Featuring Jason Marsalis (drums), Bill Summers (percussion), and Peter Harris (bass). Guest appearance by Marlon Jordan (trumpet on tracks 3 & 7).
Jim's intro (from the liner notes):
"Ever since Eileen Agnes “Lenny” Clayton arrived in our lives, I’ve noticed which songs caught Lenny’s attention, or even made her turn her head in recognition. The music ranged from favourite Sesame Street classics to brass band tracks from the CDs in our car to the theme from a TV show she heard repeatedly (like, a lot) in utero.
"I wanted to record these as a reminder of her child- hood. And I’ve long wanted to record an album in our home-away-from-home, New Orleans. So when we visited there in the spring of 2012, I approached some of my favourite musicians about having them perform on the project, and I wound up with a “dream team” of players.
"A year later, when we returned to the Crescent City in May 2013, we recorded Songs My Daughter Knows. Lenny hopes you enjoy it, and so do I." - Jim Clayton
￼￼￼￼Grouch Anthem (J. Pennig/J. Harrington/S. Pippin)
I’d never heard of the 1985 Sesame Street feature film Follow That Bird until I found the DVD in an HMV bin while looking for videos of Lenny’s beloved Elmo. We now have most of the dialogue memorized. Oscar opens the movie with this song; we set it to the groove of Iko Iko, made famous by the likes of The Dixie Cups and Dr. John.
Tea For Two (V. Youmans/I. Caesar)
Whenever I picked up Baby Lenny to sooth her, I hummed “Tea For Two.” No idea why. I asked my mother if perhaps she’d sung it to me, but no. There’s some fantastic recordings of it, but I always hummed it at Lawrence Welk’s tempo. Here, we play the verse and first chorus as a jazz waltz, then switch to 4/4 swing.
Inside Straight (J. Adderley/N. Adderley)
From our in-car listening, Lenny became well acquainted with the Rebirth Brass Band version of this tune, originally done by Cannonball Adderley. For our version, the last chorus features Bill Summers’ congas. And in a strange coincidence, the closing track on the Rebirth record was written by Kidd Jordan, father of our guest trumpet player Marlon.
The West Wing - Main Title (W.G. Snuffy Walden)
Once Lenny was able to lift it, her head would whip around at the sound of the opening military snare roll that opens episodes of The West Wing. (Hearing it 100+ times in utero will do that to you.) And the first time Lenny’s mom visited my apartment, we watched the 9/11 episode; it featured a solo piano version of the theme, which helped inspire this one.
Flight Of The Foo Birds (N. Hefti)
I frequently shot short video clips of Lenny with my Blackberry, and once in a while I’d put the clips into iMovie and create a montage, adding this song from Count Basie’s record Atomic Basie. Later, for a time, the song upset Len, the same way her old Baby Einstein DVD would. Nostalgia, perhaps. But now she exclaims, “it’s my song! Foo birds!”
￼￼I Have A Little Plant (J. Raposo)
One of two Joe Raposo tunes on this record, the other being the more famous song Sing. This one was originally sung by Ernie in the early 1970’s, while watering his flower-less houseplant, and it became the subject of many a YouTube search. The two notes echoed by Jason Marsalis’ cymbals are the plant saying “thank you,” at least in Ernie’s mind.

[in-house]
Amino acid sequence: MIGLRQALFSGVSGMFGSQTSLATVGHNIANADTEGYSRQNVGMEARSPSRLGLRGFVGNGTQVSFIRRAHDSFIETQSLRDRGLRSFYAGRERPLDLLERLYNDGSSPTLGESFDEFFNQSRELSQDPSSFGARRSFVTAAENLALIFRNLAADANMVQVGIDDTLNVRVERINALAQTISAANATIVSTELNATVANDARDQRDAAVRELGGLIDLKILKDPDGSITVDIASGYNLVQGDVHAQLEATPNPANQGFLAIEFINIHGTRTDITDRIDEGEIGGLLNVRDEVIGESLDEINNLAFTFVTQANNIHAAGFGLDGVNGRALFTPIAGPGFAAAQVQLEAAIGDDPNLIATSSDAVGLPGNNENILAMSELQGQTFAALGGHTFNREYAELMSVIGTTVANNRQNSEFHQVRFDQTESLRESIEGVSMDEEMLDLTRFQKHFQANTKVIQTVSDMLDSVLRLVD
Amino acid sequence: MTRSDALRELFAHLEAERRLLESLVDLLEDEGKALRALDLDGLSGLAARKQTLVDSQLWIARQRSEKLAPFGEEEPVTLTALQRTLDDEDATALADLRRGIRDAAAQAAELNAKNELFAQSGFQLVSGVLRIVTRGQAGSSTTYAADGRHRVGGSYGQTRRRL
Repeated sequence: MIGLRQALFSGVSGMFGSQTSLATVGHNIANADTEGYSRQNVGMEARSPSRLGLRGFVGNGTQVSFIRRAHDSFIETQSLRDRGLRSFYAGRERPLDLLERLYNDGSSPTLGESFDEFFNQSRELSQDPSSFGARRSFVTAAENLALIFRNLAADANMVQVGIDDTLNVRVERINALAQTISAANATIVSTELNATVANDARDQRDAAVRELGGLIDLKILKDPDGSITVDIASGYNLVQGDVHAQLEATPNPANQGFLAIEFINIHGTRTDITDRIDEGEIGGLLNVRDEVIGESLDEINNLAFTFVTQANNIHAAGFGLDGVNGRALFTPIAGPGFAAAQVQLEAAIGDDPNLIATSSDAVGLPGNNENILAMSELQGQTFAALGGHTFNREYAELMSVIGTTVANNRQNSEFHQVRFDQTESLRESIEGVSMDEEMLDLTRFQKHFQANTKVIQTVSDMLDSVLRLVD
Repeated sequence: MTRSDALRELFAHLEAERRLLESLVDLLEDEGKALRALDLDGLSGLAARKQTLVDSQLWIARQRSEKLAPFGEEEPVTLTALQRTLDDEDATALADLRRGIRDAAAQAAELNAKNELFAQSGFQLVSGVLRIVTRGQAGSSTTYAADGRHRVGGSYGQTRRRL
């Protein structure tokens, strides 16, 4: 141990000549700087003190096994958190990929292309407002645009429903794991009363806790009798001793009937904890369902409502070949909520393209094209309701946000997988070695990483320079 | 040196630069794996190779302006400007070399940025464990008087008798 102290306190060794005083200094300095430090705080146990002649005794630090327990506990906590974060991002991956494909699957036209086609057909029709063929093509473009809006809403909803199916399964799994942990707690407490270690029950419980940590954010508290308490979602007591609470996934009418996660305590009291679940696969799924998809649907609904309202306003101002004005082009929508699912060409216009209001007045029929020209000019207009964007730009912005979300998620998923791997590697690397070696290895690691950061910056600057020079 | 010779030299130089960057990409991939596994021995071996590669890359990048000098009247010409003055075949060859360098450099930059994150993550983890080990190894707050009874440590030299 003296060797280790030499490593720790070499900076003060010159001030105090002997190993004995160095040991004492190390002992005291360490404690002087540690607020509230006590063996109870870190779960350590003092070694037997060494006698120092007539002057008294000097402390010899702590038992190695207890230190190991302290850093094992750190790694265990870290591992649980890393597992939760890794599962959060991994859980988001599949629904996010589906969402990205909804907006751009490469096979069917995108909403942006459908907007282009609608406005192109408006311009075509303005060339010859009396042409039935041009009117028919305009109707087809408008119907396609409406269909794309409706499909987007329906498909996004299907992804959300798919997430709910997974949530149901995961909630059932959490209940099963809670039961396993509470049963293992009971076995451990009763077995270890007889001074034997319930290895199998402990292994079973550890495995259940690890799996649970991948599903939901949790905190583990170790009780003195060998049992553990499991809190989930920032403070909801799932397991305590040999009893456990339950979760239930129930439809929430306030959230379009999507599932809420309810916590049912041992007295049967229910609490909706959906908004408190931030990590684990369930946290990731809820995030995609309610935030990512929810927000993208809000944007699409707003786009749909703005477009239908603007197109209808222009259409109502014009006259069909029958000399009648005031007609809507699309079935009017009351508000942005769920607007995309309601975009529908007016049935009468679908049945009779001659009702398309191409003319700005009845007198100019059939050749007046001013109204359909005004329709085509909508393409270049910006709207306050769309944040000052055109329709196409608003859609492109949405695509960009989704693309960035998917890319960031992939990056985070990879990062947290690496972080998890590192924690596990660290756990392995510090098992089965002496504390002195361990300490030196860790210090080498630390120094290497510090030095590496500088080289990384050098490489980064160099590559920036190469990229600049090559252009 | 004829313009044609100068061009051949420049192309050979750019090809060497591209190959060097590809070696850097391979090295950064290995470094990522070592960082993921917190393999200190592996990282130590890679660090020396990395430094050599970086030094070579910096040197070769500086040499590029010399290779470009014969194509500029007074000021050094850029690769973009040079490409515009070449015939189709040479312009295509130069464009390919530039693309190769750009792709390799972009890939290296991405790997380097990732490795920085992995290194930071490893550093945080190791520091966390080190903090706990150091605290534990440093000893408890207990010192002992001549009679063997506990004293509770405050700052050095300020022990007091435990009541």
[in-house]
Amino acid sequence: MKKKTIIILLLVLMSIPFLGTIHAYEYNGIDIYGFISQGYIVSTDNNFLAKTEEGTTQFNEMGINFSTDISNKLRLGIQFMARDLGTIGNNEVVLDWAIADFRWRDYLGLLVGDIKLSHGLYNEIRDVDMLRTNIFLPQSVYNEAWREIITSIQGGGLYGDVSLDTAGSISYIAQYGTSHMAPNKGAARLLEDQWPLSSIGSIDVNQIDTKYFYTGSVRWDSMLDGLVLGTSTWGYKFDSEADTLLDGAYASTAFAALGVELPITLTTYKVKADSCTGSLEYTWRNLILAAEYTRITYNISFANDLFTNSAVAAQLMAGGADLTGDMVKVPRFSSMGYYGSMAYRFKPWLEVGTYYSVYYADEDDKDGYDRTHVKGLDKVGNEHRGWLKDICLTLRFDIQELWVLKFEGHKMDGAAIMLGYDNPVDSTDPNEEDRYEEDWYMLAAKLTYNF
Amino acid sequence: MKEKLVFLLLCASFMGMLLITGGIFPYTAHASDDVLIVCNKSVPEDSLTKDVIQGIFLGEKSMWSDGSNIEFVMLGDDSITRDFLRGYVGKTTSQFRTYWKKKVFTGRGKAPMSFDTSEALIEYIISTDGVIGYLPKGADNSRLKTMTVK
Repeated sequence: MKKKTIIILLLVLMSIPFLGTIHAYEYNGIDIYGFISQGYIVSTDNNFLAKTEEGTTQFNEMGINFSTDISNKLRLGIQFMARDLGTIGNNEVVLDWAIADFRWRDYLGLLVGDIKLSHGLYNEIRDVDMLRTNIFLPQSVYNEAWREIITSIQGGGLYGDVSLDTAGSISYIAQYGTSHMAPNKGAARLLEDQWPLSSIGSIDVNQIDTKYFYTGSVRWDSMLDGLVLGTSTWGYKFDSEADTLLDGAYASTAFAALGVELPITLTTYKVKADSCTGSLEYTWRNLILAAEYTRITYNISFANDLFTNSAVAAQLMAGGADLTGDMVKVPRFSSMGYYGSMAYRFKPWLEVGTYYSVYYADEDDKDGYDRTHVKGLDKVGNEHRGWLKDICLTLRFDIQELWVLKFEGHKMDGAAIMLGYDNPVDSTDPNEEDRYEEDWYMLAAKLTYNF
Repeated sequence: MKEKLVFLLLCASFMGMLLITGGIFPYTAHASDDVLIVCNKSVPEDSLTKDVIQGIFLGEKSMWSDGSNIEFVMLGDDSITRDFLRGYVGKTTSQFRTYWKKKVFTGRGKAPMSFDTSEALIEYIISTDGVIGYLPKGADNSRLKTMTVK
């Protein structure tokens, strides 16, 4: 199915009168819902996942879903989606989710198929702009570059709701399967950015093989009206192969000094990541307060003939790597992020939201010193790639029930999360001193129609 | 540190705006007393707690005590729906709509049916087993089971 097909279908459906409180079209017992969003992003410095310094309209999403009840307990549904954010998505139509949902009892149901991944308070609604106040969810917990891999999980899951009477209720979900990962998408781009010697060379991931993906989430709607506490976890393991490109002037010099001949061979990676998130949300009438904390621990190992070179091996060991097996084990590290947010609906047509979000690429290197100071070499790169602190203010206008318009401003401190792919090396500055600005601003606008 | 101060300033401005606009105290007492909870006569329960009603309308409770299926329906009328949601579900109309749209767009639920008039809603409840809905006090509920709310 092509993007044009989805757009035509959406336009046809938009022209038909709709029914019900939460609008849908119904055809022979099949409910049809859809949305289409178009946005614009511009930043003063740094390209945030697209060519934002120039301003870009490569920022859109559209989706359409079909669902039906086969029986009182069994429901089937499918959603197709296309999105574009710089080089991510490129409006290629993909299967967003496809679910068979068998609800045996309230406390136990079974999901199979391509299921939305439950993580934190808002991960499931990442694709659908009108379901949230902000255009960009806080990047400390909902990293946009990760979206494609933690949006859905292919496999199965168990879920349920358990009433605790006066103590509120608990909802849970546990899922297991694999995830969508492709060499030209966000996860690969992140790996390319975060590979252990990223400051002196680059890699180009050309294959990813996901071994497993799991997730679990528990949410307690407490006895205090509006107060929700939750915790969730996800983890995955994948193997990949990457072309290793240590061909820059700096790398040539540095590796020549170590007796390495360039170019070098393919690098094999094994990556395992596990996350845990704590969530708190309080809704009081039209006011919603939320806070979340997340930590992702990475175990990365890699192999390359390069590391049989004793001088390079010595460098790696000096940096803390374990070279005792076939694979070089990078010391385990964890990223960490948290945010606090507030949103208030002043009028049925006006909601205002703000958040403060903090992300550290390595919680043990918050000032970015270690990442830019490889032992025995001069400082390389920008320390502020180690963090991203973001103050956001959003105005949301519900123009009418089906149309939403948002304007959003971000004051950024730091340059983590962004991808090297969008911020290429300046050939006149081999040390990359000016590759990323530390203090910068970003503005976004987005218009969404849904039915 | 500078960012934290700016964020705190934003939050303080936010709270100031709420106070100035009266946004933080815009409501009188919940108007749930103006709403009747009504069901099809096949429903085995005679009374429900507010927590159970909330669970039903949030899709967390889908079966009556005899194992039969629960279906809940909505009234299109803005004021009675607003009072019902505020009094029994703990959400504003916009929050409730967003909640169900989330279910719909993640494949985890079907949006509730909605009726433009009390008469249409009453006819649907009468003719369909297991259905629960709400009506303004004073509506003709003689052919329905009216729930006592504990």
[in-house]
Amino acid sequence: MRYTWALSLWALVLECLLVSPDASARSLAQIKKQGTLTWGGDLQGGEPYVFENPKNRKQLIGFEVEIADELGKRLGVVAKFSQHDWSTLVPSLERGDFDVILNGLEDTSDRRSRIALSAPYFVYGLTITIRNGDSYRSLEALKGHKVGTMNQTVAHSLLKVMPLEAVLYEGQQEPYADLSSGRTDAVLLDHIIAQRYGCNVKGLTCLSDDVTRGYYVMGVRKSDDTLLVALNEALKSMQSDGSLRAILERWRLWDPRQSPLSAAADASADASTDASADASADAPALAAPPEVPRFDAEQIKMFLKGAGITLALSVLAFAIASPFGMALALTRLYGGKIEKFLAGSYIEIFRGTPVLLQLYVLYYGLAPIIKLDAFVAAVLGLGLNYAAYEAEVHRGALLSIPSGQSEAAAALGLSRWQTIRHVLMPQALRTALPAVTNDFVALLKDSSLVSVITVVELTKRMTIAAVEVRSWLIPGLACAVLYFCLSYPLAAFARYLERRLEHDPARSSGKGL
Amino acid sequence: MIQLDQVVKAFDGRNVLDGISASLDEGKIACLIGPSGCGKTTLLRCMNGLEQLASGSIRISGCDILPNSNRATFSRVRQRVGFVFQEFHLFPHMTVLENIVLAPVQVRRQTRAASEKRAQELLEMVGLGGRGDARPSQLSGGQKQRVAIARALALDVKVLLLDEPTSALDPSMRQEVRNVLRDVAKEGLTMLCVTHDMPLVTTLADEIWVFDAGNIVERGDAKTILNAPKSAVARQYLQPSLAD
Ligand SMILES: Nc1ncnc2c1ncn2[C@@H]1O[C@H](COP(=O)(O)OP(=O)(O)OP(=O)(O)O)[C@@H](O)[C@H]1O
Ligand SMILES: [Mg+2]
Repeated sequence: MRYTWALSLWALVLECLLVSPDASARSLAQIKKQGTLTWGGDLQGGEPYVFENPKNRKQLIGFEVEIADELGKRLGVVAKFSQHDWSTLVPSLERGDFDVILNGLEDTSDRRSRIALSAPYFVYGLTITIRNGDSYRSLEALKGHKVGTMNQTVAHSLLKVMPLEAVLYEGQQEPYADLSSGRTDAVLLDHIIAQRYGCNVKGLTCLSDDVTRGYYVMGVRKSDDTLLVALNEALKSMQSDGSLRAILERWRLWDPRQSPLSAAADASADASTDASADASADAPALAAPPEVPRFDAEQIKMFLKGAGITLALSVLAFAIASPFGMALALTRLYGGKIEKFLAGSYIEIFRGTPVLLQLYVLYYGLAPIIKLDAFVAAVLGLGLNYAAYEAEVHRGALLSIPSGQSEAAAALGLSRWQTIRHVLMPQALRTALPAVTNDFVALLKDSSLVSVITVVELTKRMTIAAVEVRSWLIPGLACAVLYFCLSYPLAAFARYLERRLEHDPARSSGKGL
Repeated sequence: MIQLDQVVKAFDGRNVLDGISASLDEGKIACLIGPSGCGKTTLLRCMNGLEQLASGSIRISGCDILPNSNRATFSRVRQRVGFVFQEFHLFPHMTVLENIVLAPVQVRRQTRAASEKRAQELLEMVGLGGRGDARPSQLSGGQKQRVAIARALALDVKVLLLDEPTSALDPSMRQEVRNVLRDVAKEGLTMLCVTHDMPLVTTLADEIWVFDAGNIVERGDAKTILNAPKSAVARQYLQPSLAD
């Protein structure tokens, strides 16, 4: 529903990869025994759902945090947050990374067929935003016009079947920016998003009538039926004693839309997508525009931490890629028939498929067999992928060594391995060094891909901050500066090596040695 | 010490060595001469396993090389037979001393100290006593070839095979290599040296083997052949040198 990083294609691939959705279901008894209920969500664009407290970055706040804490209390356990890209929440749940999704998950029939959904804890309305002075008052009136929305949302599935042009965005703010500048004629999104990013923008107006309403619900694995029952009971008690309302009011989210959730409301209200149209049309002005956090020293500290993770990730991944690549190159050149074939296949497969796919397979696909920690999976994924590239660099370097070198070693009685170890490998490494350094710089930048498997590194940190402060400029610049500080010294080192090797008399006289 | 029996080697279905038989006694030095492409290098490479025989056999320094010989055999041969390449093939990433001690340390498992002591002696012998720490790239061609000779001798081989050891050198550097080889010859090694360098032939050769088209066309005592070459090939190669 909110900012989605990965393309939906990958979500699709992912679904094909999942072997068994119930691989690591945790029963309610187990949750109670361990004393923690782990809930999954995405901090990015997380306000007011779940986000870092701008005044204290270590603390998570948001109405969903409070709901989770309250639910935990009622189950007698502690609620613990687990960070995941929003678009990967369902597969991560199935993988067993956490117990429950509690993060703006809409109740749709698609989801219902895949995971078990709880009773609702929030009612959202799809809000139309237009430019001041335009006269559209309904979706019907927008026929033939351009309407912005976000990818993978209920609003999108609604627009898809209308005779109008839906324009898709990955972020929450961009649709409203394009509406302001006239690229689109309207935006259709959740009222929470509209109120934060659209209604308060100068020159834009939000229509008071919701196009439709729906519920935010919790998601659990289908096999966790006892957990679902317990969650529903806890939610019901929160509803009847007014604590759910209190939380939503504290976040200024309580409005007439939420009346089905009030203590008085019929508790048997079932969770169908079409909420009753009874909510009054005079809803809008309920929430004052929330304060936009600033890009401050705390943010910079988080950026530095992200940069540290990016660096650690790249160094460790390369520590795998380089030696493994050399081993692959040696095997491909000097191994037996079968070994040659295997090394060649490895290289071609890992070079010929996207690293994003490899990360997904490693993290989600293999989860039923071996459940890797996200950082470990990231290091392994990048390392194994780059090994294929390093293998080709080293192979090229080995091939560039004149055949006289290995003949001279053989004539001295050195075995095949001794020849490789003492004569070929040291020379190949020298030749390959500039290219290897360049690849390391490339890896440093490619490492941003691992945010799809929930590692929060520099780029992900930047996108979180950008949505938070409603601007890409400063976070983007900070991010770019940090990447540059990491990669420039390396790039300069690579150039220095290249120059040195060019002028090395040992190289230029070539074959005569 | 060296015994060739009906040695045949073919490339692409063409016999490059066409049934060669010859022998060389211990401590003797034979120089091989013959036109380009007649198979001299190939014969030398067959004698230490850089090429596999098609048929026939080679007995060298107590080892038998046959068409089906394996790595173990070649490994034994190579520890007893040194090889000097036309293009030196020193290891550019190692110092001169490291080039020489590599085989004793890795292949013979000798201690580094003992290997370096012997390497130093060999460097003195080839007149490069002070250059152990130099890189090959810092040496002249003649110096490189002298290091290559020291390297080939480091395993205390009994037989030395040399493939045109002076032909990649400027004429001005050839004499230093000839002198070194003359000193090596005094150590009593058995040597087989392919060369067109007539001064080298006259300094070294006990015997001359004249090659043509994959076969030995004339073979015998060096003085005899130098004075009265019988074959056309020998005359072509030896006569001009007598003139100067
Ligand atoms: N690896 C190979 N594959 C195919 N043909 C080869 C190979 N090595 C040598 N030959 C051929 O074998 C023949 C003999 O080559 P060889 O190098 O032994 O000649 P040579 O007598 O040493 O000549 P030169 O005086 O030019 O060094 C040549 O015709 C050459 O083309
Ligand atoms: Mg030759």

Little Leo (J. Clayton)
The only original composition on this recording. Shortly before Lenny was born, I was inspired to try writing a “contrafact”
(a melody written to fit the chords from another song) by friend and guitarist Andrew Scott, who’d written a whole album in this way. I used the chords from “Summertime,” as Lenny was due in August, and named it after her astrological sign.
Sing (J. Raposo)
We learned that in addition to bedtime stories, Lenny loved bedtime music. I can’t count how many times we watched Sesame Street’s Bob (who started out with Mitch Miller’s band) sing a chorus of this tune before turning it over to Luis, who continued in Spanish. They performed it forty years ago, yet they’re both still on the Street today. What great careers.
The Rainbow Connection (P. Williams/K. Ascher)
When we brought Lenny home from the hospital, this is the first song I played for her on piano. This is my all-time favourite pop song, recorded by many, but nobody nails it like Jim Henson, performing it as Kermit the Frog. (Jim was also the voice of Ernie - see track six.) Kermit begins his version with a banjo intro, which Peter Harris recreates here on bass.
Recorded and mixed by Ben Lorio at The Music Shed (New Orleans) May - June 2013
Mastered by Andy Krehm at Silverbirch Productions (Toronto) July 2013
Produced by Jim Clayton
Photography by Tracey Nolan Studios
Design by Kroworks
Many thanks to
Ben Lorio, Bill Summers, Jason Marsalis, Peter Harris, Marlon Jordan, Ruby Rendrag, Andy Krehm, Steve Lucas, David Peters, Martha Johnson, Michael Beninate, Krishan Jayatunge
Special thanks to Tracey Nolan (for Lenny) and to Lenny (for the inspiration).